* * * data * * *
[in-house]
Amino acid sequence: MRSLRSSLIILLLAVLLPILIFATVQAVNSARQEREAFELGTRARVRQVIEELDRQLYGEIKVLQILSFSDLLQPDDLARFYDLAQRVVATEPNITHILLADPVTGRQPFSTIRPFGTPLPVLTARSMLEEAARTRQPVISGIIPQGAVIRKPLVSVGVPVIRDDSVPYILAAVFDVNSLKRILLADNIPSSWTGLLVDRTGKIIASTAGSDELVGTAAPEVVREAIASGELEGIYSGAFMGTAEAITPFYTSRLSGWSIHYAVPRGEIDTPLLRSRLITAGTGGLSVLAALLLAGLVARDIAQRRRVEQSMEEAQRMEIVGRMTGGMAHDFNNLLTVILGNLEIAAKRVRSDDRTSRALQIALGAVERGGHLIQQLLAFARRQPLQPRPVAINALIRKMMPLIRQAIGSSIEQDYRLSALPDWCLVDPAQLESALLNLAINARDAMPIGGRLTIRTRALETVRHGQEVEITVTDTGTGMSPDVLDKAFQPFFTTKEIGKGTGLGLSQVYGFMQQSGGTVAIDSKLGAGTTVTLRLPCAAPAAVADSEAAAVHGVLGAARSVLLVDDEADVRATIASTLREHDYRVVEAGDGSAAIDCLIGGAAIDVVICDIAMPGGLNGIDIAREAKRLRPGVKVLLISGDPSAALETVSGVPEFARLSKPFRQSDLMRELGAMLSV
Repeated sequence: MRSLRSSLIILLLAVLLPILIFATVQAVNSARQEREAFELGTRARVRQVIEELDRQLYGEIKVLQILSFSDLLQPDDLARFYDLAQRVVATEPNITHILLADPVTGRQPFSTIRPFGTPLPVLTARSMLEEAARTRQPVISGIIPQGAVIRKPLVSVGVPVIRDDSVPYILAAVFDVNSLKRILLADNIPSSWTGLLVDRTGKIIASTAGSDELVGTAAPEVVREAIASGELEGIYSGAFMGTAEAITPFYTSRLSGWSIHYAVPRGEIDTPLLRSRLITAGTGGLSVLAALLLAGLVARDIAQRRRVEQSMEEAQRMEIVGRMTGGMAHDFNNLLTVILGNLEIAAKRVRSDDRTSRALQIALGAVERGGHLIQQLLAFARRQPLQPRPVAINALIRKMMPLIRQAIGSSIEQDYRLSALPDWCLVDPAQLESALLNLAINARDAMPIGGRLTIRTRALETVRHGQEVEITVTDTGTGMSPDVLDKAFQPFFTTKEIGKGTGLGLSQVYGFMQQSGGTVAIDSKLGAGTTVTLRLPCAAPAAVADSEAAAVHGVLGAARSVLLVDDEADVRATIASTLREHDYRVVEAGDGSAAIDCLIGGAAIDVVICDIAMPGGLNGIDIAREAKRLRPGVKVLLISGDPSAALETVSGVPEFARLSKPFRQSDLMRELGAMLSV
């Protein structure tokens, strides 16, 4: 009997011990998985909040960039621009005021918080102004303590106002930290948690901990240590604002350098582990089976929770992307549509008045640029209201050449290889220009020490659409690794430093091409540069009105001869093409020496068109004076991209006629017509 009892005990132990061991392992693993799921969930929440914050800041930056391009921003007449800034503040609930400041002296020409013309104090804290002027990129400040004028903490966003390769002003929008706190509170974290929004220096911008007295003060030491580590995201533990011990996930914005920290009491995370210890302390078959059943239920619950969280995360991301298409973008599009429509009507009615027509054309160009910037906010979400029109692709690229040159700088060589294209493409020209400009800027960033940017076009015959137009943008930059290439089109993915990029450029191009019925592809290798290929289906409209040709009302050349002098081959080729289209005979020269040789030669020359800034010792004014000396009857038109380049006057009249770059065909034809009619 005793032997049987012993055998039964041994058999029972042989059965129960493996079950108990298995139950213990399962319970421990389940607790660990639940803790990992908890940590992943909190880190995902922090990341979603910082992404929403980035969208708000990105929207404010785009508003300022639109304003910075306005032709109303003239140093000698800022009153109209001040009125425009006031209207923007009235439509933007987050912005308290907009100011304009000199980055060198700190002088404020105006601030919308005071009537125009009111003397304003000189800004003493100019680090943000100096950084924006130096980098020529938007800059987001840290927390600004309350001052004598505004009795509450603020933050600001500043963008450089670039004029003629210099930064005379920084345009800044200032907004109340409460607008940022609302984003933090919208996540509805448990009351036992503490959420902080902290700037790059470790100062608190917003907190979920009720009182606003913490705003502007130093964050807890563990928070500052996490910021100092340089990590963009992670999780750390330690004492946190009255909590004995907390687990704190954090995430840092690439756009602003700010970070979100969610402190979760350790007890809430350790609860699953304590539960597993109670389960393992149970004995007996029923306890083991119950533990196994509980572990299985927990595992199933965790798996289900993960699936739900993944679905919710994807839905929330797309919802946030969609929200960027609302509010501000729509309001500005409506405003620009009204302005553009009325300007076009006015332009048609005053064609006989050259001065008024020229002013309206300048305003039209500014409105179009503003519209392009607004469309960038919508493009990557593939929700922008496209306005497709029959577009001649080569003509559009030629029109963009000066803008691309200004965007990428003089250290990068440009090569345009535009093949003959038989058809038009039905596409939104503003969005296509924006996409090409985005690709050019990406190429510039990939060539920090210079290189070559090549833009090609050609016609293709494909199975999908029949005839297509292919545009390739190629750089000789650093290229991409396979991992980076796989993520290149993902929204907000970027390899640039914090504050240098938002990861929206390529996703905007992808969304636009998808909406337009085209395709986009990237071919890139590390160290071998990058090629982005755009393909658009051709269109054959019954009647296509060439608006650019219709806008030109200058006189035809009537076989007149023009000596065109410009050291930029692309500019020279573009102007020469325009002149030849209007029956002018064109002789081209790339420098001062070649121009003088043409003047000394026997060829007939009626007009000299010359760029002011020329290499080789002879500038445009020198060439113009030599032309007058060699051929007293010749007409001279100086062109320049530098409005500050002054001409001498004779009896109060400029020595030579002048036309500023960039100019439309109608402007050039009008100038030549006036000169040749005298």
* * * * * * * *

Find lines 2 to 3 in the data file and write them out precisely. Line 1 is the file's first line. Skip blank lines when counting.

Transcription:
Amino acid sequence: MRSLRSSLIILLLAVLLPILIFATVQAVNSARQEREAFELGTRARVRQVIEELDRQLYGEIKVLQILSFSDLLQPDDLARFYDLAQRVVATEPNITHILLADPVTGRQPFSTIRPFGTPLPVLTARSMLEEAARTRQPVISGIIPQGAVIRKPLVSVGVPVIRDDSVPYILAAVFDVNSLKRILLADNIPSSWTGLLVDRTGKIIASTAGSDELVGTAAPEVVREAIASGELEGIYSGAFMGTAEAITPFYTSRLSGWSIHYAVPRGEIDTPLLRSRLITAGTGGLSVLAALLLAGLVARDIAQRRRVEQSMEEAQRMEIVGRMTGGMAHDFNNLLTVILGNLEIAAKRVRSDDRTSRALQIALGAVERGGHLIQQLLAFARRQPLQPRPVAINALIRKMMPLIRQAIGSSIEQDYRLSALPDWCLVDPAQLESALLNLAINARDAMPIGGRLTIRTRALETVRHGQEVEITVTDTGTGMSPDVLDKAFQPFFTTKEIGKGTGLGLSQVYGFMQQSGGTVAIDSKLGAGTTVTLRLPCAAPAAVADSEAAAVHGVLGAARSVLLVDDEADVRATIASTLREHDYRVVEAGDGSAAIDCLIGGAAIDVVICDIAMPGGLNGIDIAREAKRLRPGVKVLLISGDPSAALETVSGVPEFARLSKPFRQSDLMRELGAMLSV
Repeated sequence: MRSLRSSLIILLLAVLLPILIFATVQAVNSARQEREAFELGTRARVRQVIEELDRQLYGEIKVLQILSFSDLLQPDDLARFYDLAQRVVATEPNITHILLADPVTGRQPFSTIRPFGTPLPVLTARSMLEEAARTRQPVISGIIPQGAVIRKPLVSVGVPVIRDDSVPYILAAVFDVNSLKRILLADNIPSSWTGLLVDRTGKIIASTAGSDELVGTAAPEVVREAIASGELEGIYSGAFMGTAEAITPFYTSRLSGWSIHYAVPRGEIDTPLLRSRLITAGTGGLSVLAALLLAGLVARDIAQRRRVEQSMEEAQRMEIVGRMTGGMAHDFNNLLTVILGNLEIAAKRVRSDDRTSRALQIALGAVERGGHLIQQLLAFARRQPLQPRPVAINALIRKMMPLIRQAIGSSIEQDYRLSALPDWCLVDPAQLESALLNLAINARDAMPIGGRLTIRTRALETVRHGQEVEITVTDTGTGMSPDVLDKAFQPFFTTKEIGKGTGLGLSQVYGFMQQSGGTVAIDSKLGAGTTVTLRLPCAAPAAVADSEAAAVHGVLGAARSVLLVDDEADVRATIASTLREHDYRVVEAGDGSAAIDCLIGGAAIDVVICDIAMPGGLNGIDIAREAKRLRPGVKVLLISGDPSAALETVSGVPEFARLSKPFRQSDLMRELGAMLSV